There are many people who observe what is happening in Saudi Arabia, a rich nation that can really accommodate the needs of the thousands of migrants stranded and in harsh and difficult conditions with little safety net in disappointment as it can well afford to provide protection to the many people that are languishing inside its temporary prisons. What is your take on it?

It is astounding that Saudi Arabia, one of the richest countries in the world is detaining migrants in these abhorrent conditions. It has no excuse. It has all the resources it needs to bring detention centers in line with international standards.

When you speak to the Ethiopians held in Saudi as well as the Asians who are stranded there, what similarities, if any, in their complaints did you see?

When speaking to the Ethiopian and South Asian migrants, the similarities in their treatment is striking - the same overcrowded and unsanitary conditions. We documented allegations of beatings in both cases, similarly with rubber coated metal rods. It seems no nationality escapes the brutality of the conditions.

Despite much reporting and the risk associated with illegal migration and the conditions of migrants in the Gulf States, including Saudi Arabia, many Ethiopians continue to head in that direction. What must be done to prevent such illegal migration from happening? 

As an organization, we do not advocate either way of the prevention of illegal migration – rather for the rights-based treatment of migrants everywhere. 

The last report your organization did on Ethiopia was on those Ethiopians who were forced out from Yemen on to Saudi Arabia as they were wrongly scapegoated for spreading COVID-19. Can you tell me about that report?

The last report focused on thousands of migrants living in a migrant settlement area called al ghar in North Yemen. They were compelled under lethal force by the Houthis and forced to the border with Saudi Arabia. They were shot and (some) killed by Saudi border guards before being allowed into the nation. They were taken to centers in Jizan – again horrifying conditions of overcrowding and scarcity of food and water.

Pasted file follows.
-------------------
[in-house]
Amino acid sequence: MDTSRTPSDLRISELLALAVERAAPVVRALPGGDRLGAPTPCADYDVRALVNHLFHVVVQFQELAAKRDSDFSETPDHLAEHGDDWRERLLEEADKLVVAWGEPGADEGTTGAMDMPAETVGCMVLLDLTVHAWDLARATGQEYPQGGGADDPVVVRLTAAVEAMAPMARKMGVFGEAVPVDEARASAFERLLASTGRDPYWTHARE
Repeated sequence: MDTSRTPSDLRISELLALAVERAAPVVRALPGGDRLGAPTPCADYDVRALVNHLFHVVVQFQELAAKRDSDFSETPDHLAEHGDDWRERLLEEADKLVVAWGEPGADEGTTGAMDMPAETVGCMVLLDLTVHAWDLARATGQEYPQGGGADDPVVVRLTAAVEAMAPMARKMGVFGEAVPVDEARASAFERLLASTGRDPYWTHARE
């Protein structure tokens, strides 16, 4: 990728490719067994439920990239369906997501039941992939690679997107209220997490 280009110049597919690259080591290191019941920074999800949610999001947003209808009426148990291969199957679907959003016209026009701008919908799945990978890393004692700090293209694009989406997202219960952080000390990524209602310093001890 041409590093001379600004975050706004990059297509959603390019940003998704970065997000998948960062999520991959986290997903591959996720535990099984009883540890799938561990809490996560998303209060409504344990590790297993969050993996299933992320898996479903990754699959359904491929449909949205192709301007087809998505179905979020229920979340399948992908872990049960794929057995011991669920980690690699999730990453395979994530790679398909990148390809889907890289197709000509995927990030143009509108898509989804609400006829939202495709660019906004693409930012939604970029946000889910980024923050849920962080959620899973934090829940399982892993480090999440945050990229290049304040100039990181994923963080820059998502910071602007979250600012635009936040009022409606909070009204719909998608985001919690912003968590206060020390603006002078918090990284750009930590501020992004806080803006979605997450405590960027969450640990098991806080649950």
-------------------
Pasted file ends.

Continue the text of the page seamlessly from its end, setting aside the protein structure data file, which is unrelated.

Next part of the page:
We now understand some of these people have been repatriated by the majority and remain languishing in the detention facilities there. In all cases - in Jizan and in Riyadh, we have identified the centers using satellite technology.

Last question I have for you is, what is your take on the recent wave of conflicts that are happening in Ethiopia?

For that, I would like to refer you to my colleagues who are working on the Horn of Africa file but related to this, we have previously released the following statement.

“UNHCR should have complete access to assess any claim for refugee status and should also assess whether any organized return facilitated by the UN’s humanitarian agencies is voluntary. The Ethiopians interviewed by Human Rights Watch all expressed concern about returning to a country currently facing a rights crisis as well as conflict in the Eastern region of Tigray which has resulted in mass displacement into neighboring Sudan"